The Kenyan rangelands contribute significantly to the country's GDP through livestock production and tourism. With dependence on rain-fed pastures, climate variability coupled with human induced factors such as overgrazing has adversely affected the rangeland ecosystems however, even though indigenous communities and conservation experts already use their knowledge of the landscape to make decisions, this information is usually localized. Successful management of the rangelands requires reliable and relevant information on vegetation changes to quantify the effects of these changes on the rangeland ecosystem. Intensive and long-term ground-based assessments can produce fine scale, accurate and localized information. However, they are expensive, time and labor intensive; and do not provide full coverage and visualization of the spatial dynamism in rangeland ecosystem.
Locally, organized groups have been established to develop mechanisms for improving the health of the rangelands. These include conservancies such as the Northern Rangelands Trust (NRT) which brings together 35 community led conservancies to collectively implement initiatives for sustainable management of the rangeland ecosystems. This is achieved through efforts such as reseeding and practicing planned rotational grazing. The conservancies use emerging technologies and the indigenous knowledge of the rangelands landscape, to implement measures geared toward improving the rangelands ecosystem.
SERVIR E&SA has been developing the Rangelands Decision Support Tool as a response to the need from stakeholders for a dynamic rangeland monitoring tool. The main goal of developing it is to facilitate near real time assessment and monitoring of rangeland resources by developing a web based tool that will aggregate key indicators to rangeland productivity with ancillary data and allow for integration of user selected indicators to produce maps at different administrative and conservancy boundaries. Between October 2 and 4, 2019, RCMRD/SERVIR E&SA conducted a training for stakeholders drawn from various counties in Northern Kenya. The training was on the Rangelands Decision Support Tool as a response to the need from stakeholders for a dynamic rangeland monitoring tool.
The the web-based Rangelands Decision Support Tool (RDST) automates data processing and provides an easy to use interface for accessing indices for rangeland monitoring. MODIS Normalized Difference Vegetation Index (NDVI), anomalies and deviation indices are provided on the tool at decadal, monthly, and seasonal time steps. Users begin their assessments by selecting their monitoring units and an NDVI index that responds to their specific questions. These questions respond to assessing current conditions, monitoring trends and changes in vegetation, and evaluating proxies for drought conditions. The information can then be overlaid with other ancillary datasets (roads, water sources, invasive species, protected areas, place names, conflict areas, migration routes), for context.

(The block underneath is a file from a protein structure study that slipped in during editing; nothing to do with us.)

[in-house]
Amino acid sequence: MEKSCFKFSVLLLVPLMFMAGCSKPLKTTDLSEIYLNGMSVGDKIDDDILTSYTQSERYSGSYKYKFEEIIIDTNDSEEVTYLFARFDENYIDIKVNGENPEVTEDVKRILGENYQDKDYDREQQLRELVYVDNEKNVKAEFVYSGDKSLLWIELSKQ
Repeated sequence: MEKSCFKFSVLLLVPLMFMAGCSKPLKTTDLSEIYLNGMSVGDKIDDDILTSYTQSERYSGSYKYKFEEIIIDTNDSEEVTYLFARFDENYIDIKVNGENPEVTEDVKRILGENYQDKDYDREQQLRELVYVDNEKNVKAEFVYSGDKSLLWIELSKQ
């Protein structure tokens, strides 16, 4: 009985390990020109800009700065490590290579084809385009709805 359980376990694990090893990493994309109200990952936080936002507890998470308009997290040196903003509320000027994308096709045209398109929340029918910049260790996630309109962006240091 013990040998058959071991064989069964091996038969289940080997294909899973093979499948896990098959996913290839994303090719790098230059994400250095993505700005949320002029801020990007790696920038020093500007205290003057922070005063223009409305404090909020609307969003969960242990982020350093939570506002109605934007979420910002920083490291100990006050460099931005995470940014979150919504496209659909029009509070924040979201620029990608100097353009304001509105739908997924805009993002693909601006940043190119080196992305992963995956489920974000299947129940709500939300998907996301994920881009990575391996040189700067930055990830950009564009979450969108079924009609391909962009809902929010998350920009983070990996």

At the click of a button, the information can be downloaded as a map for further analysis or application in sub regional decision making. Information and maps generated by this tool are being used decision making tool by rangeland managers in the counties and in other management units (conservancies and ranches). Specifically, inform adjustments to existing grazing plans, managing movement of livestock from designated grazing areas in wet and dry season, monitoring the success of rehabilitation efforts and resilience of the rangeland ecosystems, monitoring drought, managing scarce water resources, and monitoring the spread of invasive species. Successful implementation and application for decision making has relied heavily on local indigenous knowledge and capacity building on use of the earth observation indices. The SERVIR project service planning engagement approach was used in engagements with stakeholders. This improved their participation in co-development of the tool and indices; and in adoption of the tools for decision making.
The Rangelands Decision Support Tool (RDST) allows specific user groups to plug in program specific data that can be used to provide interpretations of rangeland conditions. Data includes vegetation greenness/proxies to productivity at multi temporal scales (10 day, monthly, seasonal). The greenness indices include Normalized Difference Vegetation Index (NDVI) maximums, averages, Standard anomalies (Z-score) and absolute anomalies (difference from long term mean) and a Vegetation condition Index (VCI). The tool provides users with explanations that directs them in selecting the right indicators, preferred boundary (county/conservancy/grazing block), and allows users to select overlay data such as invasive species, towns, water sources and produce pdf map for assessment and monitoring. Further, surface water maps which are a critical driver in rangelands management are being developed as an addition to the tool.
To build capacity on the use of the tool, SERVIR E&SA held a three day capacity building workshop to train selected participants on application of the tool. After the training participants were expected to have a clear understanding on the use of the tool, and demonstrate how they can link the information to their monitoring plans. Feedback on the tool would also be provided.